Human Capital: Specialization - Teams and coordination (Lecture 18 of 19) University of Chicago | Spring 2010

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This the eighteenth lecture in the "Lectures on Human Capital" series by Gary Becker. This series of lectures recorded during the Spring of 2010 are from ECON 343 - Human Capital, a class taught every year by Gary Becker at the University of Chicago. In this class, Becker expounds upon the theory of Human Capital that he helped create and for which he won the Nobel Prize. Please see attached lecture notes, video annotations, and reading list for more information.

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Professor Becker continues to discuss concepts of the specialization and the division of labor problem. He also gives insights and develops economic models that explain social specialization. However, in this lecture he also introduces concepts such as coordination costs, marriage, and teamwork. He explains when and why the agents of the economy will work together.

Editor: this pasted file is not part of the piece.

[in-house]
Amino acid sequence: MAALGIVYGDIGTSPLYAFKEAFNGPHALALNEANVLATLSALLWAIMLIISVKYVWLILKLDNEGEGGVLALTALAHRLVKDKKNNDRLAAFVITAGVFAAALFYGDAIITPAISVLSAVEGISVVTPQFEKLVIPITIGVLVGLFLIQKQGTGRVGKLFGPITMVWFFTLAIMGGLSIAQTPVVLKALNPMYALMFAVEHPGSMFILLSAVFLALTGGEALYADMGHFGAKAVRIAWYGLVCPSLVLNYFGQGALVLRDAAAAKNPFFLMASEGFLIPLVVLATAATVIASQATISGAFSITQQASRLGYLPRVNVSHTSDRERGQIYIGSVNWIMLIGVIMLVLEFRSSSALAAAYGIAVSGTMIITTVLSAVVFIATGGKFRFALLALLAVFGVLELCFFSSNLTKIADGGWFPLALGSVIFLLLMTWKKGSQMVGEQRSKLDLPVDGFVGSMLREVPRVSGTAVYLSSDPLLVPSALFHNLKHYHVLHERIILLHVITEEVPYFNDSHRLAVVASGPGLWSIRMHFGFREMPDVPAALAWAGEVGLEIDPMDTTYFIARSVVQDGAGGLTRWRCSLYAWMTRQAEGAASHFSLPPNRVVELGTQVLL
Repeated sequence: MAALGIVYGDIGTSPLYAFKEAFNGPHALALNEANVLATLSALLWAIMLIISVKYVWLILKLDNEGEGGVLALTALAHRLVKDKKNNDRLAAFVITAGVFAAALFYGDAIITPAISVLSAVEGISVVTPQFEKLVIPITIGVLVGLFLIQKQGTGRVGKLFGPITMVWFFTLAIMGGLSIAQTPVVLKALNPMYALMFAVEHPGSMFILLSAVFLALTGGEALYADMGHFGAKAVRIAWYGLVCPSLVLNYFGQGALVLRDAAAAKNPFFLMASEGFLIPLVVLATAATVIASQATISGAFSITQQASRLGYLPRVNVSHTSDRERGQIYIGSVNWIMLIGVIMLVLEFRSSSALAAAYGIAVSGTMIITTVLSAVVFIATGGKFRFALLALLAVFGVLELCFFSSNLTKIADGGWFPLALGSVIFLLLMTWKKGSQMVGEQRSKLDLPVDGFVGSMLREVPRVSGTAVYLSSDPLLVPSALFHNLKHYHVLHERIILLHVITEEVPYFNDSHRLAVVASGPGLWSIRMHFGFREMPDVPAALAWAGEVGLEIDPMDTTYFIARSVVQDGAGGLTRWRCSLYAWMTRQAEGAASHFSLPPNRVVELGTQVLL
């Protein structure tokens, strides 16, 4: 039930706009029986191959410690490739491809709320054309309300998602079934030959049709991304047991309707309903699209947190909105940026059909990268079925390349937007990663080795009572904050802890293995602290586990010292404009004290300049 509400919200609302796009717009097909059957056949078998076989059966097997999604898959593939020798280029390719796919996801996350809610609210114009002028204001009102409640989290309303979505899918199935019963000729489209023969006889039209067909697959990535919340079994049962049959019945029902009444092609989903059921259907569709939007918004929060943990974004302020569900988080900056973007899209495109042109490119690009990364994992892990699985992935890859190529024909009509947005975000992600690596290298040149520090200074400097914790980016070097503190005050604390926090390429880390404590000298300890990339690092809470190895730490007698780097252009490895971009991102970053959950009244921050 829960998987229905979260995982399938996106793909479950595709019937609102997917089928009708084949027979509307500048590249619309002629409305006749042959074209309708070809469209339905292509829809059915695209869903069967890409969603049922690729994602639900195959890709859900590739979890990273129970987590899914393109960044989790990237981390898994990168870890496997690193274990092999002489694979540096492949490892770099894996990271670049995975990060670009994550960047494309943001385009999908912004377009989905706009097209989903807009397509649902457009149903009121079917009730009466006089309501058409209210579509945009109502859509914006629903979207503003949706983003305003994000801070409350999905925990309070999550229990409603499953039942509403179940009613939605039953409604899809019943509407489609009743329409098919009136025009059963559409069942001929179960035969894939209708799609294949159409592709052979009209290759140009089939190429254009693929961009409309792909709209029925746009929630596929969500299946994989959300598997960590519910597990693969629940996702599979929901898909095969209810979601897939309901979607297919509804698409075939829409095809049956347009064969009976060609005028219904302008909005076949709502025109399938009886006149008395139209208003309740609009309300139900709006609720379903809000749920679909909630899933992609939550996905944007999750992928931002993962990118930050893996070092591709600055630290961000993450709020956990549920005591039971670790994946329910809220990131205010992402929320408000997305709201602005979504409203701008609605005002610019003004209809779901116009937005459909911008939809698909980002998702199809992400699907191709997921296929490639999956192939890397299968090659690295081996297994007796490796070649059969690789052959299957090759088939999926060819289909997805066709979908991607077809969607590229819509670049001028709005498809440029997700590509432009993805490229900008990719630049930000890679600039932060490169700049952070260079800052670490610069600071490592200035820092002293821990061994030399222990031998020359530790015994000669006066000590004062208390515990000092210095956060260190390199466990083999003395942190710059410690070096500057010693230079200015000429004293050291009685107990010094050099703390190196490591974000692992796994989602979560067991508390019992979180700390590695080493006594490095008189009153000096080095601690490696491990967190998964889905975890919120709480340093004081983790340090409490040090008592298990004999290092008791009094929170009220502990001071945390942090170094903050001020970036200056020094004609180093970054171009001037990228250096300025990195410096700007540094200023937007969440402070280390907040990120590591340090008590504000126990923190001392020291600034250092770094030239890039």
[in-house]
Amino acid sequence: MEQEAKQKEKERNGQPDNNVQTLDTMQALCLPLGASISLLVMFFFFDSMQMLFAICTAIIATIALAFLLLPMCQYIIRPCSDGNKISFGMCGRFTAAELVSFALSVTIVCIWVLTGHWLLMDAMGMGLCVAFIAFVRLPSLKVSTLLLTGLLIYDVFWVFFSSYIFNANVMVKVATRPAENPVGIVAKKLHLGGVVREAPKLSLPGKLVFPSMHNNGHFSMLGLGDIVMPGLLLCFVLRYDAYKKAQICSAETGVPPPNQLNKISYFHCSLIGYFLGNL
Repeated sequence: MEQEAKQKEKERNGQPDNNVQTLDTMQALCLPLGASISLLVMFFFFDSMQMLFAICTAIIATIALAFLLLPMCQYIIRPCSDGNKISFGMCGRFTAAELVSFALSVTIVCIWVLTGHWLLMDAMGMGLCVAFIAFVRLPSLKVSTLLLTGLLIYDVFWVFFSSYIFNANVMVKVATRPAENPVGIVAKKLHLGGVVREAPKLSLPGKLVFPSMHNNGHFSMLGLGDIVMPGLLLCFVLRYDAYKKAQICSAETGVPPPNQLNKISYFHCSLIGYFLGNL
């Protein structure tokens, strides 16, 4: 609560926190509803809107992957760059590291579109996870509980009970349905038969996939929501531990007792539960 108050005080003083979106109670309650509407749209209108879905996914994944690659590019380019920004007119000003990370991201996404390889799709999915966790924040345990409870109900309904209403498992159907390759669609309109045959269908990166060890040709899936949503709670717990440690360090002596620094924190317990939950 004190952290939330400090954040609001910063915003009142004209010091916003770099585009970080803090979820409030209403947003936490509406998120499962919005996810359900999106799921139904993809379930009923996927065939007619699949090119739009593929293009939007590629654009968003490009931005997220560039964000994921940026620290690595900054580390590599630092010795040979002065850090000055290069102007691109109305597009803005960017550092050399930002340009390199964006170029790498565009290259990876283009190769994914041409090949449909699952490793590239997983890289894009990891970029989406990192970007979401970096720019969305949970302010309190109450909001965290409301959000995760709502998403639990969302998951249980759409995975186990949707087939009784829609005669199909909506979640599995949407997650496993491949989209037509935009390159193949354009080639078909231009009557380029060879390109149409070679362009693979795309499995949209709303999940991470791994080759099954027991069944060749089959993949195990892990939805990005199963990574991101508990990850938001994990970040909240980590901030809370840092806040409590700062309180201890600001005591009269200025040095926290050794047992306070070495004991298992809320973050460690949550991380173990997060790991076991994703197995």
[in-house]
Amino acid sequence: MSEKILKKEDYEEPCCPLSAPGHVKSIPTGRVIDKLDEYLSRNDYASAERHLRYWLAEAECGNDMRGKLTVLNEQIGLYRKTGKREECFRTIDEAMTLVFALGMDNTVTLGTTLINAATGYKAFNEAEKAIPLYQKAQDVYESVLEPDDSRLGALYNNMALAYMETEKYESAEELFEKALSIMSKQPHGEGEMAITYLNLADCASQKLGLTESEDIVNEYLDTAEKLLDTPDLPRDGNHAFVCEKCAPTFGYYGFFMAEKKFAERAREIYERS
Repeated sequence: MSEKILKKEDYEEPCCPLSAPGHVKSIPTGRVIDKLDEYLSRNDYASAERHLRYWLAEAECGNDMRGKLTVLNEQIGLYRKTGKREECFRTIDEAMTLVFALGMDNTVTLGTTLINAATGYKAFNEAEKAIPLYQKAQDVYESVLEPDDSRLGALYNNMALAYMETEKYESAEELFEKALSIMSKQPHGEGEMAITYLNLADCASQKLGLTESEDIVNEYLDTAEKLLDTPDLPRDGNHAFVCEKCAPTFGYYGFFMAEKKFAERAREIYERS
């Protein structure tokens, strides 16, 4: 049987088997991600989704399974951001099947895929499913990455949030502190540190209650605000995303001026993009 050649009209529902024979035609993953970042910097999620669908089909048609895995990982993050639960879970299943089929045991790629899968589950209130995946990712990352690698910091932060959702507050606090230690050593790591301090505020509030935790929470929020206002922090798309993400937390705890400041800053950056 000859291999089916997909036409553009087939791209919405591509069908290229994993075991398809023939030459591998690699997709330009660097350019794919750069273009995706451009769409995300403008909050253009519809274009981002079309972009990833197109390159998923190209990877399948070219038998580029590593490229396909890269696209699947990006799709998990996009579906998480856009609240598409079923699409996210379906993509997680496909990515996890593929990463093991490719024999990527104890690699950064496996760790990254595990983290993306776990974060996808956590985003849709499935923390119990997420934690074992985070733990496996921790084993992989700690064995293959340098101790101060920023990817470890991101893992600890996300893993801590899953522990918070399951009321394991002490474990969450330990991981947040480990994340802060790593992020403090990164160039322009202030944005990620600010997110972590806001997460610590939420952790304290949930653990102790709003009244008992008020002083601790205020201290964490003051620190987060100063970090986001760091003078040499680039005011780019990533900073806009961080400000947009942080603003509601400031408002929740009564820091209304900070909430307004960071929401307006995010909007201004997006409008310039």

Also, he explain how differences in personal abilities and how the tasks' difficulty affect the social outcomes. Professor Becker talks about the importance of the market as a coordinator of economic activities. He talks about communication, complementary skills, and entrepreneurship as basic concepts in the understanding of modern economies.

Key concepts: complementary skills, communication, coordination costs, division of labor, entrepreneurship, specialization, teamwork.

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